This topic is for posting ideas for teaching/resourcing the story of the Last Supper --ideas that don't naturally fit in the "workshop" (teaching medium) topics already posted, such as games, art, and software.
This forum is part of Rotation.org's Palm Sunday to Easter Morning forum of resources. In addition to the public lessons and ideas posted below, be sure to see our Writing Team's extra special lesson set: Last Supper ~ Lord's Supper.
The image pictured right is from Rotation.org's Annie Vallotton Bible Illustrations Collection.
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Hosting a Virtual Last Supper on Zoom
for those who cannot attend in person
This idea arose during the 2020-21 pandemic when we needed ways to come together virtually, but very quickly folks saw its value for including folks who couldn't attend in person in ANY year. It could also be a great way to invite friends and neighbors to participate, as well as far flung family members.
it could be used for Sunday School or fellowship, or in worship or intergenerational event.
Traditionally, "Last Supper" Thursday evening services, and Good Friday noon services are largely attended in-person by "older" folks -- leaving out many families, youth, and children. Adding a Zoom element would allow more people to participate. In two churches where I've served, we held a "dramatized" Last Supper Worship Service --that began eating simple "Last Supper foods" around tables in fellowship hall (grapes, hummus, bread, etc.), followed by a "reader's theater" reading and re-enactment of the Last Supper by certain members invited to take their place as a "head table." The meal and re-enactment could easily be streamed on Zoom so that members could see each other and those not present in person.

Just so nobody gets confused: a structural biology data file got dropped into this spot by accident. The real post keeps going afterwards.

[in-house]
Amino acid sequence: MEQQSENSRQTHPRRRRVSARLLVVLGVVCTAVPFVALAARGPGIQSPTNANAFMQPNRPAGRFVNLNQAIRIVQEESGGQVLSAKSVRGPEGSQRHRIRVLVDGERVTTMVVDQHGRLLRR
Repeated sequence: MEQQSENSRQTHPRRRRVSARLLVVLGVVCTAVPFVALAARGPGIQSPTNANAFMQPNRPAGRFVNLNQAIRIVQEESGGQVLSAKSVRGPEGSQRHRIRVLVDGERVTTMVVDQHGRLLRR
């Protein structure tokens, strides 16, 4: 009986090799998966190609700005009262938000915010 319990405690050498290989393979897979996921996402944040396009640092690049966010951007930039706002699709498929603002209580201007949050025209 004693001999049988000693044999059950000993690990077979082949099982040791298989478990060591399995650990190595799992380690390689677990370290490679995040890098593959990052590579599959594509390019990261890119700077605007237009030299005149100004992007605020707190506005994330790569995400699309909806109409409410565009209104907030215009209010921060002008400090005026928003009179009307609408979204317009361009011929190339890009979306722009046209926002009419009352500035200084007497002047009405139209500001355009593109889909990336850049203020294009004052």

Above: Jesus and the Disciples at their Virtual Last Supper
The photo above with the women portraying the disciples at the Last Supper comes from a Second City video skit posted to YouTube by that famous comedy club. It's a bit too irreverent for our site and contains a swear word right at the end so I am not recommending it for church use with kids or youth, but the graphic inspire us to create our own "Zoom Supper" with some scripted disciple dialog that illustrates things they were wrestling with that night, such as "distractions," "disbelief," "betrayal," sadness, loyalty, and trying to grasp what was about to happen and WHY it had to happen. The Second City video will give you some ideas.
In your own "Last Supper Zoom Meal" you could invite your disciples to dress up. You could assign the names of disciples to various participants and give them lines to repeat. People could have whatever foods they want to make up their meal, but every participant will need bread and cup.
On cue, all can break their bread and eat, and all can raise their cup and drink.
You could also discuss the "nature" of Communion given that we are not doing it amid all the physical trappings of the sanctuary. How does it change or enhance the meaning?
How about a virtual foot-washing! This traditional practice is difficult to pull-off in a church setting but can be a lot easier when it's done at home between family members.
We did a Zoom Last Supper modeled on the Second City one (mentioned above). It was so much fun! Our characters ranged in age from 7 to 70.
It took some work to re-do the script to make it family-friendly, but it was definitely worth the effort. Thanks for a great idea.
Margaret Dunifon, First Christian Church, Lynchburg, VA